Starting the framing was hugely satisfying, as I could begin to see the room finally take shape. When I was done working each night, I would sit on this super comfortable giant chair (featured in the panorama above) that my dear friend Ben Robinson had bequeathed us when I was down at Full Sail, and I would stare at the room and picture how it was going to turn out and just get so excited. As if every night once I was done working was the night before Christmas and I would come down in the morning and *poof* a studio!
Here is a shot of some of the wiring. the lower run is all electrical, and the upper run is 2-pair snake cable for 2 XLR jacks going from the closet to the rack, as well as Cat6 cable for future headphone distribution possibilities. Always have to think ahead! Having pre-made pass throughs for the electrical really sped the process up. There are actually three circuits powering the studio: one for lighting, one for audio equipment electrical outlets, and one for electrical outlets that will power everything else.
Every good basement studio has to start some place.
So before the basement was cleared out of debris and what-have-you, it could be politely described as 'nightmare fuel'. It was extremely damp and musty, as it always had been, and all of the windows were broken and/or missing completely. After a few 'aviary concerns' lets say, the first thing that needed to happen was to replace all of the basement windows. Here are some before photos from July 2012, so you can get a clear picture of the space.
Now before any actual construction could take place, there were some pretty obvious moisture issues that had to be addressed (#becausebasement). We had some pretty bad grading issues around the entire house, so we encountered everything from small seepages through the walls, to a veritable waterfall coming through a window after the window well had flooded. Utter joy.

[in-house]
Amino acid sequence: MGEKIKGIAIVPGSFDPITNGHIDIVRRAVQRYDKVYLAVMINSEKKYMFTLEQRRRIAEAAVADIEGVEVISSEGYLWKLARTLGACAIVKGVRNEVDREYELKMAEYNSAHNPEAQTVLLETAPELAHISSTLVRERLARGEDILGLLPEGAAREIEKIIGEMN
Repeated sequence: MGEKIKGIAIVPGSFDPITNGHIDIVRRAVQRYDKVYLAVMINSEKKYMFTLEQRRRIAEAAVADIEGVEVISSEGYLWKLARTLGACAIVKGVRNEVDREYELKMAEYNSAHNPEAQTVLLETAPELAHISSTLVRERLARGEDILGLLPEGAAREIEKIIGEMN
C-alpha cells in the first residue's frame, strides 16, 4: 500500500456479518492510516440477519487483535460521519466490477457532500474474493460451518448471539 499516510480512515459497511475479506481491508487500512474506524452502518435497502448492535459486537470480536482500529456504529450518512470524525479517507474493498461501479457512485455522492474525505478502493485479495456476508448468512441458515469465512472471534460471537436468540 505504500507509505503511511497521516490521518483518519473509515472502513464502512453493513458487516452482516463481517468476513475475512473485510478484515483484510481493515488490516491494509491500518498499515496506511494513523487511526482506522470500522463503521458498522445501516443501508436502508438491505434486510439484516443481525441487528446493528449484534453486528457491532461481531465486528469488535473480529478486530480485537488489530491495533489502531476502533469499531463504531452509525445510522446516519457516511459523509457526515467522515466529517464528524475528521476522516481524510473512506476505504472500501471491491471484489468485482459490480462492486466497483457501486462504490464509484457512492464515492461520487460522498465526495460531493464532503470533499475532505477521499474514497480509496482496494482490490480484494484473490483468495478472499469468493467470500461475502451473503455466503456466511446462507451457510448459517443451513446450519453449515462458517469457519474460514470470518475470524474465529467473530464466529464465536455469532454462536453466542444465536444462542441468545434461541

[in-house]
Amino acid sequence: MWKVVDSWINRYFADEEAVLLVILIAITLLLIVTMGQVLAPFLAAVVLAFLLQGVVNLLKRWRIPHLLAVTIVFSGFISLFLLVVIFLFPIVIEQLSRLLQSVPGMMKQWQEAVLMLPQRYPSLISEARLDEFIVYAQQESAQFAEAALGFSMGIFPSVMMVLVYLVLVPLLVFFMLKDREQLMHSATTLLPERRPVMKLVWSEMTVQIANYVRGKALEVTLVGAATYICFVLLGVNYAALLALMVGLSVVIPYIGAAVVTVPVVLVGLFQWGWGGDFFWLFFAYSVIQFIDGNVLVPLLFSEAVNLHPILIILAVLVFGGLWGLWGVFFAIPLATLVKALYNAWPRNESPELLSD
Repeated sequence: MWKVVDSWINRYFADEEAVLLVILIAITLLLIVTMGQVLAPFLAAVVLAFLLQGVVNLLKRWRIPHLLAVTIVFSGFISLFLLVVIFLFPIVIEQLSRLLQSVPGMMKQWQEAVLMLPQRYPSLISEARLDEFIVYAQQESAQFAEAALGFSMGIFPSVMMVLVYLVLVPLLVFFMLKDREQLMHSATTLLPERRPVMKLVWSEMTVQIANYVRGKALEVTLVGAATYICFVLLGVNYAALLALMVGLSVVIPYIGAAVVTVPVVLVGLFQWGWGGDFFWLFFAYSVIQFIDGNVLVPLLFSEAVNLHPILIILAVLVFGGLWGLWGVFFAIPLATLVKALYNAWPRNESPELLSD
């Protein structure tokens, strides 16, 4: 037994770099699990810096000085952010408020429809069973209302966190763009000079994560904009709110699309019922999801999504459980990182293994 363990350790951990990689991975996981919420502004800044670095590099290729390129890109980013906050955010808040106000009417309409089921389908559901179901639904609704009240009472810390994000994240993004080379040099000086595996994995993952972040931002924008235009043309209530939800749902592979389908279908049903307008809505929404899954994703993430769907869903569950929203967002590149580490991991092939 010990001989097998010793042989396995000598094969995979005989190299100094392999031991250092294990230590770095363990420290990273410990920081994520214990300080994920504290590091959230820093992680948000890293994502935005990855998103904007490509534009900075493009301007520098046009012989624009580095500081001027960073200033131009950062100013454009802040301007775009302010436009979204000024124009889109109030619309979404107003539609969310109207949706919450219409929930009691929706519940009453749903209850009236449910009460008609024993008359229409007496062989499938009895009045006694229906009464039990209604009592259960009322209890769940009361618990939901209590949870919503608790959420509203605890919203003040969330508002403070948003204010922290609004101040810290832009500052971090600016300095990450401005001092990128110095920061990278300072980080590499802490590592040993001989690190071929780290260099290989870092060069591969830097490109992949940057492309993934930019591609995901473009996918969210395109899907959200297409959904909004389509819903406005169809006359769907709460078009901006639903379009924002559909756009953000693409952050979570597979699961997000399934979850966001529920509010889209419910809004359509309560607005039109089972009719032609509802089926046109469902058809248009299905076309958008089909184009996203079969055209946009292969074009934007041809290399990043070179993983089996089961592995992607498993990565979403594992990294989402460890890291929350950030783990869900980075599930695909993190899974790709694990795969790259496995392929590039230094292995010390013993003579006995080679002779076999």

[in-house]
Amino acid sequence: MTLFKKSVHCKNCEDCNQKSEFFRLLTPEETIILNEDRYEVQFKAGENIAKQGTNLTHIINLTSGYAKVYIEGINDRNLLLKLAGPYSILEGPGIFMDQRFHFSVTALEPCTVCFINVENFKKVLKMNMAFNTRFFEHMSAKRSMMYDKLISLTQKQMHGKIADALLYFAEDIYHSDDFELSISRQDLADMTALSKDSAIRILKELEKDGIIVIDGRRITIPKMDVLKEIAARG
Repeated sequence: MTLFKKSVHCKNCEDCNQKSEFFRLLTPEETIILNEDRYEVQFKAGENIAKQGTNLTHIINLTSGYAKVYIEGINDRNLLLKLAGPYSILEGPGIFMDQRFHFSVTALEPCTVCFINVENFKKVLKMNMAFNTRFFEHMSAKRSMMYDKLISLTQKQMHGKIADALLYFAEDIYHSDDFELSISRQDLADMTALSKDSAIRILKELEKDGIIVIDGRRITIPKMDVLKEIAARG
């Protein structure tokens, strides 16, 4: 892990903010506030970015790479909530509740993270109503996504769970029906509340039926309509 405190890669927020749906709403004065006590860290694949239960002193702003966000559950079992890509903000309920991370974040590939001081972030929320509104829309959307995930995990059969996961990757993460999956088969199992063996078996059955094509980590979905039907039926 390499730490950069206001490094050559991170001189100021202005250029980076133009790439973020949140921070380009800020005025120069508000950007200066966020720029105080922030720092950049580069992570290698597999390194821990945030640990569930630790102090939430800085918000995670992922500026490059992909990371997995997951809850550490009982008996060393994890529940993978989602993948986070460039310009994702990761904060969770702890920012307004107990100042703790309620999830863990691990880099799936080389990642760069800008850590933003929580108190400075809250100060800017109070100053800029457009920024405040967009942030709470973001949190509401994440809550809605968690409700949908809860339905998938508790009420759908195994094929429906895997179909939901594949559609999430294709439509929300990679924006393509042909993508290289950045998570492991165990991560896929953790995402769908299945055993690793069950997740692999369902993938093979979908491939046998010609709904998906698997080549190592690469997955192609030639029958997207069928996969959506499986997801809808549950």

Those are just some of the greatest hits. No pictures from the waterfall, as I was too busy alternating between wet-vacuuming and looking like a crazy person bailing out the window well in the torrential downpour. Good times.
After re-grading the areas around the house, Kat and I enlisted the help of our good friends Dry-Lok and Dry-Lok Fast Plug, and got to work treating the inside of the beast. Oh yeah, and this was a whole year later, so now we are in July of 2014, for those keeping score at home. After cleaning off all the walls, the magic began. By the way, my wife is a champion. I will continue to point this out, but just wanted to throw that out there
I'm the kind of person who tends to be a bit obsessive when I get an interest in something. After studying recording for a few years, I soon started down the same road with studio building and acoustics. I consider myself to be a fairly handy person, and after several summers as my dad's personal construction crew throughout the years, I realized that I actually did enjoy all that manual labor. For me, I found that I had the same kind of satisfaction when I built a shed, or a table, as I did when I built a song from scratch.
When Kat and I moved back down to New Jersey, I knew the house we were moving into would allow me to realize a small dream of mine...to build a space dedicated to music and recording in my home from the ground up. Would it be the most perfect and elaborate studio build in history? Certainly not, but for me, it would be everything that I wanted.
I've been working on this project for almost a year now, and its finally its its finishing stages....and I couldn't be happier about it. Over the next few posts, I'll share some photos from the process beginning to end. It was a lot of work, but absolutely worth it.
Recordings of eVoco's Spring performance of Rachmaninoff's All-Night Vigil are now available through the store. They did a wonderful job on a marathon piece of music, and I am so pleased to have the opportunity to record these amazing musicians.
This spring will see the debut of the eVoco Women's Ensemble, which will surely be fantastic. If you are in the area, be sure not to miss them on May 9th and 10th! For more information, visit eVoco.vc.
a man among men